Some certification agencies, he said, are completely disingenuous and misleading, and it is incumbent upon consumers to do their own research.

“There is a real hunger among people for wanting to understand our food system better,” said Altman. “It’s very complex.  I watch documentaries about it and read about it all the time and I still find it confusing. I can’t imagine for someone who just sort of perks up their ear a bit or reads an article in USA Today, how they’re going to understand it.”

Food educator Danny Ronen (left) and celebrity chef Joey Altman on the panel

Adrian Hoffman, vice president and culinary director of Lark Creek Restaurant Group, which includes 14 restaurants, spoke mainly about his efforts to transition to using only fish approved by the Monterey Bay Aquarium’s Seafood Watch program.

While the company always had these issues in mind, Hoffman said, it was not quite as strict some years ago.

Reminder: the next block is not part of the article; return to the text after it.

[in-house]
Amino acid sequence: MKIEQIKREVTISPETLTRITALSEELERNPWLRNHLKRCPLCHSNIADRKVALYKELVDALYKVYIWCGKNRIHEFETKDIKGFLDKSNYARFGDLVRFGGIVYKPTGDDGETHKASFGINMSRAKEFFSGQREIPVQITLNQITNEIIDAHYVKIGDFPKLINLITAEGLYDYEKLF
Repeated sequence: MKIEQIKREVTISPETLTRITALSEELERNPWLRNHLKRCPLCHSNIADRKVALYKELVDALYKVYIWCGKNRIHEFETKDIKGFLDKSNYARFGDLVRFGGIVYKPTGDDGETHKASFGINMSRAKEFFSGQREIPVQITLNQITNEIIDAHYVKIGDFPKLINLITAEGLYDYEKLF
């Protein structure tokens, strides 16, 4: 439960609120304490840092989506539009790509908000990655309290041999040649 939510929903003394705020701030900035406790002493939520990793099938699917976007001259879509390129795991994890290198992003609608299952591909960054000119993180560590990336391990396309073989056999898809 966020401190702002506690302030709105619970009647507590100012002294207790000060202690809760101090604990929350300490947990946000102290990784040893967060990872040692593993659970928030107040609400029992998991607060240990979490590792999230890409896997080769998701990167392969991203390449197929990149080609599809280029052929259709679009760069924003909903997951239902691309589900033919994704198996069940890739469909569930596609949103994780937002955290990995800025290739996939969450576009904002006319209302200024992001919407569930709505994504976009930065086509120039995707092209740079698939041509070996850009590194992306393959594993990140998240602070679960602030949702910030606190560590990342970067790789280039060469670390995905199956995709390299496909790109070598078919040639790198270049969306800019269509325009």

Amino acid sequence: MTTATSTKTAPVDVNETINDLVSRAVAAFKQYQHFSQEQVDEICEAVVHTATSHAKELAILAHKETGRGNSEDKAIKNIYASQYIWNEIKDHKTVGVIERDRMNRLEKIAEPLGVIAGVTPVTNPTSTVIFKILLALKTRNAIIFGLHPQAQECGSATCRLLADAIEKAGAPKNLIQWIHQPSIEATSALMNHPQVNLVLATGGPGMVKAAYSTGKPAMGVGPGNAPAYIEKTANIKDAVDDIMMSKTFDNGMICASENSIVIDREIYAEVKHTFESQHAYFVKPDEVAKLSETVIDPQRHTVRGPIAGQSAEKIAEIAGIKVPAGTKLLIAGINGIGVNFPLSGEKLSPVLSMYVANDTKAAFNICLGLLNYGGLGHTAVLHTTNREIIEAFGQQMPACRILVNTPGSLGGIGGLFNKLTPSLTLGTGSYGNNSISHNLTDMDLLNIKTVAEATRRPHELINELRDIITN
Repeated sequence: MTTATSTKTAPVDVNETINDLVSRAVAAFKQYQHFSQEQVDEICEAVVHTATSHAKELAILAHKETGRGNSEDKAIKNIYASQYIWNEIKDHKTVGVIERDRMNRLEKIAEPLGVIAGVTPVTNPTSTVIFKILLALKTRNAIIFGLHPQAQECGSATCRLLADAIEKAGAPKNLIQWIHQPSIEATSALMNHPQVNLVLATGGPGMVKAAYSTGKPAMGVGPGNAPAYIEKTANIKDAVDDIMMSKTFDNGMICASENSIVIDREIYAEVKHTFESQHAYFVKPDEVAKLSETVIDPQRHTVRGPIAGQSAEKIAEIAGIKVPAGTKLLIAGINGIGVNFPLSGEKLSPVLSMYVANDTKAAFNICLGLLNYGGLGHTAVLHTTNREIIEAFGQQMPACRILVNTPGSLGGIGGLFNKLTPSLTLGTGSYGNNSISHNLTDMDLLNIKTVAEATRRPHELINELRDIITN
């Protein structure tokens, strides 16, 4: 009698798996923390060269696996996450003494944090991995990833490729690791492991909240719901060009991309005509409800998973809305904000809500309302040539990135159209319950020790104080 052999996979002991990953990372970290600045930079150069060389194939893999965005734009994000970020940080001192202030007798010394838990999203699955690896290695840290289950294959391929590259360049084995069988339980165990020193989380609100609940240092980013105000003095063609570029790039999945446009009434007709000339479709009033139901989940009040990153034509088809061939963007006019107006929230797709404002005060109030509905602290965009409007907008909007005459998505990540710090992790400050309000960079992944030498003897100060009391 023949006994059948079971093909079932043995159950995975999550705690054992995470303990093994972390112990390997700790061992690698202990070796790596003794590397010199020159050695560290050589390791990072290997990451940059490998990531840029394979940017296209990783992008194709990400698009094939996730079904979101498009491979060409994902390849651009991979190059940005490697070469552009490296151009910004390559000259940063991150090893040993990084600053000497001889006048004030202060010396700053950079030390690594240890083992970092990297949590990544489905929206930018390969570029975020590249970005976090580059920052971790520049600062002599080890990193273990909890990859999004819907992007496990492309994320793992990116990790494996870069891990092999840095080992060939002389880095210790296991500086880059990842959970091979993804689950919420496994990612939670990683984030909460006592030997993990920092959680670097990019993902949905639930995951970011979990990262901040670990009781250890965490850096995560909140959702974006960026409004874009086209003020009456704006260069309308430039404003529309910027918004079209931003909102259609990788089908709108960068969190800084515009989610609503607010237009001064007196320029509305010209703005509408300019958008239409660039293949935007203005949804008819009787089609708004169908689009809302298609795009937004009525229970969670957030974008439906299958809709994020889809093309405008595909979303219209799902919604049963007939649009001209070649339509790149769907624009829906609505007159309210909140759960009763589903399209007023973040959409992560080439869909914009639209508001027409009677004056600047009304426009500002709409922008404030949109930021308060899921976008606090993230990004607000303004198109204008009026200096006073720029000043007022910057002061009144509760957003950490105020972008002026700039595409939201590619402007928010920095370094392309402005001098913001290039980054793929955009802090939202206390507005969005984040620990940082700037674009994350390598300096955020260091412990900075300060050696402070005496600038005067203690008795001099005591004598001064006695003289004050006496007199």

“There are a finite number of fish that we love to eat, and with 14 restaurants, we have a large responsibility,” he said. “It was expensive to switch from any kind of salmon to using only wild. At Yankee Pier, we sell a lot of fish and chips, and for a while the cod was caught by trawling, which catches a lot of bycatch that doesn’t get used. We wanted to keep using the same kind of rock cod, but only hook-and-line caught was on the OK list. It took some investment to do it, and it costs more, but now, seven years later, it’s what the fishermen are doing, and it’s come back down in price. The demand for it has changed the way people are fishing for it.”

Moderator Mike Dovbish, executive director of the Nutrition Capital Network, opined that unlike fair trade and organic labels, seafood was perhaps the easiest for the layperson to understand. “Everyone understands overfishing,” he said.